Throughout this long learning process of building and rebuilding a program, there have been a few consistent points that I’d trip over when using F#. Some were more noticeable at the beginning and others only became irritating after repeated use. Coming from C++ I’m used to avoiding language features that are more trouble than they are worth, so I was hoping the F# didn’t have as many or as nasty ‘gotcha’ moments.
This is the next step in my journey with F# in writing a small application. I decided to undo most of the reactive extensions work and get back to using simple functions wherever possible. I had let the project sit for long enough again to come back to it with fresh eyes. I saw where I could have made the FRP code more manageable by using bigger blocks in the data stream, but I was already committed to nearly start from scratch and apply everything that I had learned since I started in the hopes of having a complete solution from a single philosophy.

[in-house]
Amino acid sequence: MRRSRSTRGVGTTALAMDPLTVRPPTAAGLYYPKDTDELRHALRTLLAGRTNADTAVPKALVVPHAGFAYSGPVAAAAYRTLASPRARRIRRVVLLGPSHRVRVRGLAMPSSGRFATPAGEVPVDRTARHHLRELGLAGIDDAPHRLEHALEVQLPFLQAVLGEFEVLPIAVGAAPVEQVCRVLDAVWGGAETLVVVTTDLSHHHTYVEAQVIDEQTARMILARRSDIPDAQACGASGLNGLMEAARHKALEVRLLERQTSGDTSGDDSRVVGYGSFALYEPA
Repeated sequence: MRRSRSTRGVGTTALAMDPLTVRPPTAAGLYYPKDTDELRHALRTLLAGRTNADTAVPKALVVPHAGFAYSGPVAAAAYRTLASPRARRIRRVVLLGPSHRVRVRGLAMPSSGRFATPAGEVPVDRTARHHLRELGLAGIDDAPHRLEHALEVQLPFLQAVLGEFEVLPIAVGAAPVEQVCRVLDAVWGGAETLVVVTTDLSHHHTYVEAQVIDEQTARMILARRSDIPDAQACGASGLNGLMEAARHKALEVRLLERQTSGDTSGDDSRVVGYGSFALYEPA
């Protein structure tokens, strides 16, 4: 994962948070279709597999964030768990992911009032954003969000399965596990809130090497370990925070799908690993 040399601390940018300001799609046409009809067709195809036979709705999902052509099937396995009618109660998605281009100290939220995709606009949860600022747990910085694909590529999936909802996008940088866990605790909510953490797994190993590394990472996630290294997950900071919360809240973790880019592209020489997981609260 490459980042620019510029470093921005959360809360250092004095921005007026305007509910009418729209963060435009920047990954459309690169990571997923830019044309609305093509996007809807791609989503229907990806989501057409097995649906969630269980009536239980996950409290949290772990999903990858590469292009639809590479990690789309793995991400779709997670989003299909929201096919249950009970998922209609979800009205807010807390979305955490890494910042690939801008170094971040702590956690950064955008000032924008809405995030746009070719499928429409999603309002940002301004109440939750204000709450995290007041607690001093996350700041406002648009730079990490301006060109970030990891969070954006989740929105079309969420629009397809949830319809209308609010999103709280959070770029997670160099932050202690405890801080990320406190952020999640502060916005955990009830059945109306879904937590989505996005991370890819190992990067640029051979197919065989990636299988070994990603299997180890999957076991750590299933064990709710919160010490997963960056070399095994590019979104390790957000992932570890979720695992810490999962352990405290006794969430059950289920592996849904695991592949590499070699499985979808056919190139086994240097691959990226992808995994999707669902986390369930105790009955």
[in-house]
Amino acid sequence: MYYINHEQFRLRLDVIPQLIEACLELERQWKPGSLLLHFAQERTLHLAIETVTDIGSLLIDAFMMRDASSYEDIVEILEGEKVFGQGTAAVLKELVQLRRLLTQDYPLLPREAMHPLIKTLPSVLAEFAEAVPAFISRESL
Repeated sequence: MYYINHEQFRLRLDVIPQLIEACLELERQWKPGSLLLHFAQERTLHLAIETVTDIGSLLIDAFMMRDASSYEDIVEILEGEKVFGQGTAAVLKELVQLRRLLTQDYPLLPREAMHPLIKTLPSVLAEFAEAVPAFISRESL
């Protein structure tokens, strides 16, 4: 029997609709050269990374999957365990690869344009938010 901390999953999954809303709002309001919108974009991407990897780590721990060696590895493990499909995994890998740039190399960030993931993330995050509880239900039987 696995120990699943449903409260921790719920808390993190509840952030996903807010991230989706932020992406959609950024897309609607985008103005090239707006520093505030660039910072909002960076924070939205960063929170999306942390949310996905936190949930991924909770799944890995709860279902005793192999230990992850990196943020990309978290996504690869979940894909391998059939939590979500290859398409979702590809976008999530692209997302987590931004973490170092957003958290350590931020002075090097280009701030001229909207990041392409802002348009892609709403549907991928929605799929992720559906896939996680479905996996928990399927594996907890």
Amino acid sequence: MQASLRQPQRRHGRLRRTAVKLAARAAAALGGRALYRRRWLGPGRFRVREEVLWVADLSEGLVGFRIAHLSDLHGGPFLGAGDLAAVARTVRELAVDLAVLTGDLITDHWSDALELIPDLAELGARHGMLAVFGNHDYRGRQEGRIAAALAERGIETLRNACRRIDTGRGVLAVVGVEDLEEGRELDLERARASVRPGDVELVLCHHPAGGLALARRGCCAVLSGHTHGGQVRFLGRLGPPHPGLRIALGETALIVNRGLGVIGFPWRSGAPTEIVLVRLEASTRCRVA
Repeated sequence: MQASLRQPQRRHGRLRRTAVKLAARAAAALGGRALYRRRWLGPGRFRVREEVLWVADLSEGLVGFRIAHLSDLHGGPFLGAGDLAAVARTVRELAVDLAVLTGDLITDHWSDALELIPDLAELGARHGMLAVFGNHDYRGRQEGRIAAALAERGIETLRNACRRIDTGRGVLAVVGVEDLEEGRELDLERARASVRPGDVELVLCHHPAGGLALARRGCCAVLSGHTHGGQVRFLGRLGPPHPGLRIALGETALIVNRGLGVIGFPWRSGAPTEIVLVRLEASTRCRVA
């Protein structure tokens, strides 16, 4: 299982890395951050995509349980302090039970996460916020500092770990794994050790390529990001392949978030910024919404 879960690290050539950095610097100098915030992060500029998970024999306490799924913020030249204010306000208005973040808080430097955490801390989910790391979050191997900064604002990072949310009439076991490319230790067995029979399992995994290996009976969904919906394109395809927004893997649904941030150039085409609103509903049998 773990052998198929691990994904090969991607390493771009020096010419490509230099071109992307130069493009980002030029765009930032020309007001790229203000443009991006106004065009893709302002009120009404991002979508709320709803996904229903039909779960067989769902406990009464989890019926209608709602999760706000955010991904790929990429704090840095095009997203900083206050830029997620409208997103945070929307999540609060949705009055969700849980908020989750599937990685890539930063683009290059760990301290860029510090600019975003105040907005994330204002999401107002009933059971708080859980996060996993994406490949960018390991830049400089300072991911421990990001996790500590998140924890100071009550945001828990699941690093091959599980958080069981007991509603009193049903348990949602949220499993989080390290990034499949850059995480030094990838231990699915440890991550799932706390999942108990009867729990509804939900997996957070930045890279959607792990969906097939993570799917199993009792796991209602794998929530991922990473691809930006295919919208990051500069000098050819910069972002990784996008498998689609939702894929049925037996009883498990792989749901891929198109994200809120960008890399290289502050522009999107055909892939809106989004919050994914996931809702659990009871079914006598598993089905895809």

Learning F# as part of a real project is more than just the application code, it’s everything that’s involved with building up the system requirements to deploying updates. At this point in my adventure my attempts at working FRP into the solution weren’t proving fruitful, so I found it easier to focus on the rest of the ecosystem and other aspects of the solution. Testing There was an upside to creating a system that didn’t work; to discover why it didn’t work I needed a much more powerful testing framework than before.
This is continuation of my previous journal on working with F# in comparison to an existing C++ program and supporting Python systems. It ended on a still-prototype level system that was heavily OO, but used some of F#‘s nicer type and syntax features to cut down boilerplate and organizational complexity. F# was easy enough to learn and use, but I was looking to push the system from a prototype to something more polished.
I’ve previously mentioned a passing interest in F# because it was sufficiently different from languages I knew and had many concepts that sounded immediately useful. It took me almost 2 years to take the plunge and implement a non-trivial app in F#. It took 3 tries to get something that felt usable and idiomatic. This the first part of my journal of lessons learned. Starting out I didn’t buy any books or take any classes, but I did read every bit of literature online before writing anything at all.